Eco-friendliness is one of the most popular social movements of this generation, and “green chic” is a trend that has endured through fashion’s fickle seasons. The message is clear: people care about the environment—and they’re willing to pay premium for products that promise to save it. From Whole Foods’ organic grub to Toyota’s Prius , smart companies have capitalized on products labeled with hip buzzwords like “sustainable” and “energy-efficient.”
Now, a Hamburg-based company has pushed the frontier with a line of bath and body products that has a green message substituting as its brand name. Prominent black lettering spells the command “Stop The Water While Using Me!” on starkly white bottles of shampoo, shower gel and toothpaste. All three are made with organic and/or natural ingredients, packaged in 100% biodegradable materials, and according to the website, manufactured with “sustainability in mind.”
The message-as-brand tactic has cleverly helped these products position themselves in an increasingly saturated market—the amount of online buzz they have generated is testament to their success at standing out from competition. Profit margins could be huge—the products are only sold online, and are nearly double the price of drug store varieties. Eco-loving consumers tend to be higher earning and discerning spenders willing to look beyond cheapest pricing to determine their purchases. Another advantage is their ability to merge personal comfort with environmental concern. Their taglines illustrate this winning combination; one reads: “Treat yourself well, and mother nature too.”
But this bold marketing strategy faces numerous challenges. Although the brand’s unique angle has attracted plenty of attention, it may prove too one-dimensional for long-term success. Is 13 Euros for a shampoo bottle (plus 12.90 Euros for international shipping) worth it for what is essentially a daily reminder? Edwin R. Stafford, an associate professor of marketing at Utah State University’s college of business, says that only a very small percentage of consumers make their buying decisions primarily based on the environmental qualities of a product. Immediate availability, price, convenience and perceived green product effectiveness all factor into their ultimate choices.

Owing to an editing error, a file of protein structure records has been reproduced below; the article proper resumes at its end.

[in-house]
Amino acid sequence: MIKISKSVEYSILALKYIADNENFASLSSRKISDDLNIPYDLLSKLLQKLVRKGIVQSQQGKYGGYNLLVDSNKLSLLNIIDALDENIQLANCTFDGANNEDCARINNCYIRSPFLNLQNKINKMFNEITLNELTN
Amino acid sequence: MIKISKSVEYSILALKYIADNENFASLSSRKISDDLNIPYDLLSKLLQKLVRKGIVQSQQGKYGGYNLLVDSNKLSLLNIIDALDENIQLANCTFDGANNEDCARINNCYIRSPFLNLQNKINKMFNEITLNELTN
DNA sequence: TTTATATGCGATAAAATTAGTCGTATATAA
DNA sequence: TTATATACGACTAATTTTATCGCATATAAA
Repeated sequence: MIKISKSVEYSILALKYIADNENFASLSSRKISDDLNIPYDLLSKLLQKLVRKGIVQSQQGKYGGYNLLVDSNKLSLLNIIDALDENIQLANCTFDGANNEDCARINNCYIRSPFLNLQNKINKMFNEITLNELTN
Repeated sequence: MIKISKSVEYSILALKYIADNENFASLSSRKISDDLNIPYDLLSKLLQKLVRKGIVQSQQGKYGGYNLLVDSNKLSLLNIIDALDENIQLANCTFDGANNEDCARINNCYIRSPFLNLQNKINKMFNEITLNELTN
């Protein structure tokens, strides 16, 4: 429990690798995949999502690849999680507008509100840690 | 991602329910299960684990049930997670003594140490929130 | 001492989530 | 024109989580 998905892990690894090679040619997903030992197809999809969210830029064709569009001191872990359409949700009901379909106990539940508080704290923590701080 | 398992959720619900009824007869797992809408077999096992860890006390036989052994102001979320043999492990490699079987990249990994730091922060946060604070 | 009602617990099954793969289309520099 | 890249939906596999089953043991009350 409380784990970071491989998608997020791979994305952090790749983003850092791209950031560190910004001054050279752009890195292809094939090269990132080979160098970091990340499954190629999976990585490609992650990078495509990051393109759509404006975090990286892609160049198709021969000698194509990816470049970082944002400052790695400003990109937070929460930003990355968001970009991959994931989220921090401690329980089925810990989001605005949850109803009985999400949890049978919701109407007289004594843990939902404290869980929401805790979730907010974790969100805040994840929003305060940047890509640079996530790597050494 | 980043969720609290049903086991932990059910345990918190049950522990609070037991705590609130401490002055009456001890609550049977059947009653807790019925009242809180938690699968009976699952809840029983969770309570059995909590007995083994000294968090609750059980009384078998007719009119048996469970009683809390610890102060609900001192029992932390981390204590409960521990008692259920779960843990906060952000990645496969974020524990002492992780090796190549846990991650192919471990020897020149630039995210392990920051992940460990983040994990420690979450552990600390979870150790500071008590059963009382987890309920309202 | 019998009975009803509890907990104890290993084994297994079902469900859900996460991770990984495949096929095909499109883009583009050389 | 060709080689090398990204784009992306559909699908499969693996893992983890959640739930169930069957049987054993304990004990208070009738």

The limited scope of these products extends to its target consumers as well. “Stop The Water While Using Me!” may only appeal to those who are already interested in environmental issues, and its narrow focus limits it from attracting a broader cross-section of the public. Its niche position in the market hinders brand revitalization—a weak spot that could be fatal in the future. The success story of Herbal Essences, another hair product brand, shows the importance of flexibility: When P&G acquired Clairol in 2001, sales were so scanty that retailers were threatening to stop stocking the brand. Market strategists decided to rejuvenate its look and shift its target consumers from the “every woman” to Generation Y. Bold neon colors gave the bottles a fresh face, while product names like “No Flakin’ Way” and “Totally Twisted” appealed to the new generation with a little bit of attitude. On the other hand, when it comes to “Stop The Water While Using Me!” the one dimensionality of its brand identity hinders it’s possible permutations.
Even the brand’s pivot point—its name—may be too long. Compared to most one or two word brand names, this six-word string creates a verbal identity that is easy to recognize but hard to remember and communicate. Given that the products are currently only sold online, sales are even more dependent on consumer recall than if they were placed on a supermarket shelf. Even if three out of the six words are typed into a search engine, the top indexed results have no relevance to the brand’s products.
Consumers ultimately choose brands that offer a value proposition—certain functional, emotional and self-expressive benefits that make a brand more rewarding than others. “Stop The Water While Using Me!” may have to expand its brand identity to broaden its appeal and secure its long term viability.